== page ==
GamesBeat: You’re now working on season two. How is that going to work when it comes time to release that as a disc? Does it just arrive as Hitman season two? Or do you plan to do a compilation of season one and season two?
Christian Elverdam: There are many thoughts we’re considering at the moment. We’ve only just delivered season one. We’re in a place right now where we can look back at a season that worked. It’s a little bit of a different outlook than if we were in a situation where a lot of things didn’t work. It’s not that we don’t see a lot of things we’d like to tweak in the game, improvements we want to make, but in general we’re in a very nice place.
We have a formula we can rely on as far as what a Hitman sandbox is, which we didn’t have three years ago when we started this. Three years ago, when we started building the game, it had actually been 10 years since we built a Hitman sandbox. Now we have this feeling that we have a good, firm grasp on what the blueprint for a Hitman experience should be. That guides us a lot when we think about what we want to do. But as far as how we’ll package season one and season two, what we’ll call it, it’s still too early to talk about that. We have tons of discussions going on internally. But it’s still early days.
GamesBeat: What specific things have you learned from season one that you’re applying to season two?
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Christian Elverdam: In a way, this game is unique in the sense of how the sandbox works. Having established that mix of events in a level — it needs to feel like a proper, credible, contemporary world that we’ve built. All that stuff is learnings we had. And like anyone who played the game, you probably looked at stuff and thought, hmm, we could do more with that, or wouldn’t it be nice to touch that part of the game. If you think about it, Hitman is really built out of the locations you choose, the events you put in those locations, and then the artificial intelligence that governs the NPCs. What we learned is that we hit those points, and they actually worked, but they each had areas where we think, okay, what’s the next version of this element?
People should expect that we’ll build on what we know now. When we announced the game at E3 and it was about to come out, there was a lot of talk about whether this would be a proper Hitman game. That was a question we got quite a lot. But I don’t think, as we go into season two, that that’s a question anymore, if you see what I mean.
GamesBeat: Is there a possibility that you could make a season two episode, have it ready to go, and release it as soon as you announce it? Is that something you’d ever do?
Christian Elverdam: [laughs] Well, it’s an interesting idea. I don’t think we’re there yet. It’s an interesting comment on where we are right now, though. Where we are right now, I wouldn’t say we could do whatever we wanted to do, but we have some freedom based on having just finished something that worked. I don’t think we’ve specifically talked about anything like that, but in general it feels like we’re more free this time around.
I recall how anxious we were when we launched the game, about making sure that people understand that this is a proper Hitman game, a proper sandbox game and all that. All the talk about it back then was how controversial it was. I think there’ll be very less controversy this time, which in turn will make us a bit more free in how we think about the content coming up.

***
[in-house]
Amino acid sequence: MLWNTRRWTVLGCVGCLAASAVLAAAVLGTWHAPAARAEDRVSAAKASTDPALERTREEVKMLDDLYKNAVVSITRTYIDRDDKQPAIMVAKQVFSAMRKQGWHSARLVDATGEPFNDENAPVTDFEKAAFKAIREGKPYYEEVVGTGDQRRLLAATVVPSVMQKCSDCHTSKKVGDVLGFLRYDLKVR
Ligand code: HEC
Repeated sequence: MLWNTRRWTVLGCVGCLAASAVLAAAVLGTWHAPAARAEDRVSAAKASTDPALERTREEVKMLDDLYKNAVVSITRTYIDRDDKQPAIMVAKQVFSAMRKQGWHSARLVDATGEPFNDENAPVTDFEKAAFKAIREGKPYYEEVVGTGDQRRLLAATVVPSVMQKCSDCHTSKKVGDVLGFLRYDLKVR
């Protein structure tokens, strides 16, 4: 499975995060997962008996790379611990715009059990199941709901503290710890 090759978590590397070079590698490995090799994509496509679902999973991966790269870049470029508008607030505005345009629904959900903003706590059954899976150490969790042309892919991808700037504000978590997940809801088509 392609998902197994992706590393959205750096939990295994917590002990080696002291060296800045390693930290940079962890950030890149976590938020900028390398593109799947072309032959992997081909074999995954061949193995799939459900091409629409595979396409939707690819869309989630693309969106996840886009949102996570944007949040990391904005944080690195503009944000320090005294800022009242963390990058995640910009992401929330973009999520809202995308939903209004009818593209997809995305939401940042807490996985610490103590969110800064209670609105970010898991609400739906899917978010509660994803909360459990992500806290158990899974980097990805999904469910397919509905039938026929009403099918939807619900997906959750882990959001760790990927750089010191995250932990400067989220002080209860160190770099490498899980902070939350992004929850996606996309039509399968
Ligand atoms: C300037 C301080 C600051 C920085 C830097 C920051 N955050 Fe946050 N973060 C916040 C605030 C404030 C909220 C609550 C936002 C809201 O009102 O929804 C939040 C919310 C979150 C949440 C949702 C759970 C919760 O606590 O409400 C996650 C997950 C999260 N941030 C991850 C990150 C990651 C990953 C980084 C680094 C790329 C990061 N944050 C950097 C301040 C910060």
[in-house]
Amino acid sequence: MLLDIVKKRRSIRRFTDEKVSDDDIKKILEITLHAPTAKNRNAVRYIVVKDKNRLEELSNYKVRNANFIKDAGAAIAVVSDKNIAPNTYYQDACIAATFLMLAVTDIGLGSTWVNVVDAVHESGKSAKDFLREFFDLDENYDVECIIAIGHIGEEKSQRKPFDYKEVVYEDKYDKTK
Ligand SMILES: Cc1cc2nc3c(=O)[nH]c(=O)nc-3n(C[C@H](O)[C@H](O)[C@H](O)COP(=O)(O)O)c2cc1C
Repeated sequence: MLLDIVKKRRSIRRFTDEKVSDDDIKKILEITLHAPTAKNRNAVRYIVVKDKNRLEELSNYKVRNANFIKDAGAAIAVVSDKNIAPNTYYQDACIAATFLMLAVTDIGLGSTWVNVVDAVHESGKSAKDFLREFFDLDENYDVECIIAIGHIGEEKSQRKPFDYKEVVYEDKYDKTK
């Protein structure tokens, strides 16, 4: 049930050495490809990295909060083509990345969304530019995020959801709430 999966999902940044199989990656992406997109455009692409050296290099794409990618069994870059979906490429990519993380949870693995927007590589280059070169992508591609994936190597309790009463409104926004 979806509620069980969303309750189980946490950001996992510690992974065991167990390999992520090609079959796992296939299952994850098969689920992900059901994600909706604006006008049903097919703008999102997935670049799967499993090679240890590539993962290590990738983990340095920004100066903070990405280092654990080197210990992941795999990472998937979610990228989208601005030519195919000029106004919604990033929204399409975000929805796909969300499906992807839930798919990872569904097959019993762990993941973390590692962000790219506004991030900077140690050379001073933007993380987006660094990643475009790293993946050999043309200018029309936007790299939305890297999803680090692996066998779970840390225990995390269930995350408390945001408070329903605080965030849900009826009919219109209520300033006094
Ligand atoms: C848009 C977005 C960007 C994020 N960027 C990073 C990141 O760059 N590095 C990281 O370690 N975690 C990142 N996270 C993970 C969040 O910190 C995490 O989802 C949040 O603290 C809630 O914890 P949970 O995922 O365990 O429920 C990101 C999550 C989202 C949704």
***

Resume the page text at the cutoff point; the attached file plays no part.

GamesBeat: For the second season, are you worried at all about a sophomore slump? Now that you’ve had such a big hit, do you worry about losing that?
Christian Elverdam: That’s only natural. We have something to live up to now, which is very nice. That’s part of doing a successful game, how you live to up it afterward. I still think we have some very good ideas about what we can improve, although I can’t be super specific about that right now. But there is a bit of a worry about how we can make sure to keep it fresh.
On the other hand, as I said, out there is the fundamental proof that the Hitman sandbox that worked 10 years ago — we just found out that it works very nicely today as well. That’s a good starting point. It’s very reassuring.
GamesBeat: Are we going to get more Helmut Kruger? I want more Helmut Kruger.
Christian Elverdam: [laughs] I feel you. I feel you completely. It’s such an amazing story for Helmut. He was just a side character we built for Paris, but if you played it — he made it back in Hokkaido by way of this obsession with wanting a face change. I can tell you that he wouldn’t have appeared in Hokkaido if it hadn’t been for the crazy reception and the fanbase following Helmut Kruger that came around Paris.
We decided to add more content with Helmut there. So who knows? It’s not unlikely that somehow, somewhere, he may show up again. It’s kind of remarkable. Speaking of stuff you can learn as the season progresses, doing Hitman in the sandbox again like we did, one very wonderful surprise out of Paris was that Helmut Kruger became so popular. Part of it is because you get to walk the catwalk and feel super badass because nobody knows who you are. It’s the perfect moment of hiding in plain sight.
GamesBeat: Yeah, it’s a very empowering moment.
Christian Elverdam: Right. And if you think about it, it’s not a moment where you’re tailing your target. If anything, it just told us that the fantasy fulfillment of being the fly on the wall, being the voyeur, the social chameleon moments, all of that is a very powerful experience. It’s not necessarily the kill itself. It’s the path to it, the experience around it. I think that’s really nice, because that’s the essence of Hitman. It’s these wonderful, crazy things that can happen in the game.
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